Tuesday, April 18, 2017

Claim Construction Appropriate at Pleading Stage Where Patent Provides Explicit Definition​

The court denied defendant's motion to dismiss plaintiff's direct patent infringement claim on the ground that plaintiff's claim was based on an implausible interpretation of its patent, but rejected plaintiff's argument that claim construction of its DNA microarray patent was premature. "[T]he Court concludes that it may properly construe a claim term at the pleading stage in certain circumstances. The purpose of a 12(b)(6) motion is, after all, to determine whether a plaintiff states a legally cognizable claim for relief. . . . Defendant’s argument is premised on what is perhaps one of the most appropriate exercises of claim construction at the pleading stage: a claim of lexicography; that is, that the [patent] itself allegedly provides an explicit definition of parameter 'a.'. . . The Court finds that there is merit to both parties’ arguments and thus the Court cannot say at this stage that Defendant’s construction is correct as a matter of law."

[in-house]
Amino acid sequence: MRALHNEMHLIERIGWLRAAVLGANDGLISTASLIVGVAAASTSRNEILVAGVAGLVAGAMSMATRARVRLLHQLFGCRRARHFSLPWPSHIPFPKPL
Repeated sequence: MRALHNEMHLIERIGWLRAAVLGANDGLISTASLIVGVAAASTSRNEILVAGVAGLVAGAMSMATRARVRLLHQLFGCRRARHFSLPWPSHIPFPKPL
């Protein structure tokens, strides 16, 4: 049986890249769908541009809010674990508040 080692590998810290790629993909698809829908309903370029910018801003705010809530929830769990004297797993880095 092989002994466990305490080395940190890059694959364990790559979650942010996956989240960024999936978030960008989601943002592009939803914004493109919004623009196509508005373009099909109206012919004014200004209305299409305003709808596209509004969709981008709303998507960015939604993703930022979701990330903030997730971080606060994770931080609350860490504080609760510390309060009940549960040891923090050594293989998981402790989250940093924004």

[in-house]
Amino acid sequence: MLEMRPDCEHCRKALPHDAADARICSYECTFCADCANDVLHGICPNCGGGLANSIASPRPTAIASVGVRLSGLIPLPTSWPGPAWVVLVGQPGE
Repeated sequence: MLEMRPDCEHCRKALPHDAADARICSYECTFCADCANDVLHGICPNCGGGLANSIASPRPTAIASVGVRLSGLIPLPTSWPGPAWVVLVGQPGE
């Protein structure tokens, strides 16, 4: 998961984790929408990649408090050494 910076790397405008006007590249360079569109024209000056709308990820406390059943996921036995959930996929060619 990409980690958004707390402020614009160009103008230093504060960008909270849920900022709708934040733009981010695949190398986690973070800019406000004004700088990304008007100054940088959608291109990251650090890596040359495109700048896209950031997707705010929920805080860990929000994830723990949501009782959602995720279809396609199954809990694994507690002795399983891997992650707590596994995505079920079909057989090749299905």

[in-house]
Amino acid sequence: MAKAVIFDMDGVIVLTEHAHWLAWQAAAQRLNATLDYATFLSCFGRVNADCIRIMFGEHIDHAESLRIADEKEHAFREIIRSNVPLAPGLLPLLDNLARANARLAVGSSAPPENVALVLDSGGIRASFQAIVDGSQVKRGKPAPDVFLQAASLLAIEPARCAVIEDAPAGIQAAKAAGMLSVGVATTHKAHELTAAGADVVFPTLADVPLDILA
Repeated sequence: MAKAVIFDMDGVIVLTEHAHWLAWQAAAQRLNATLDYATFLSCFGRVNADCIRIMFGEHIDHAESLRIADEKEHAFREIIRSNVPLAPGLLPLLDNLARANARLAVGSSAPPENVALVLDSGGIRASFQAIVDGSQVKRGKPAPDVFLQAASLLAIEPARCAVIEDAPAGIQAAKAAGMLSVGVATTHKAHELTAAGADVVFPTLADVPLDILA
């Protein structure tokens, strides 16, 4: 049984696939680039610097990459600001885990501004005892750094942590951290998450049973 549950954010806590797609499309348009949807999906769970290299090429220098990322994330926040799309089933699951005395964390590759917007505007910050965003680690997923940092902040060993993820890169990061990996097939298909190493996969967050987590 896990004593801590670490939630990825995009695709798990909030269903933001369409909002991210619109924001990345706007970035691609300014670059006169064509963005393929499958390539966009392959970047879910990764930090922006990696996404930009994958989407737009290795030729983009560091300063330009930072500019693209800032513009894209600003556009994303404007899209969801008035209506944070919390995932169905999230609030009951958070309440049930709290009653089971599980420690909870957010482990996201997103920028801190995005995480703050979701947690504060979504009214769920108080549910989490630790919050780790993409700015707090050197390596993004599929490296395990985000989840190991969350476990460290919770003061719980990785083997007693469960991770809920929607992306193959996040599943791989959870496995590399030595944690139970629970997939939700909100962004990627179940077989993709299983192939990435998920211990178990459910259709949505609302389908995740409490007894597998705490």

The Scripps Research Institute v. Illumina, Inc., 3-16-cv-00661 (CASD April 14, 2017, Order) (Sammartino, USDJ)

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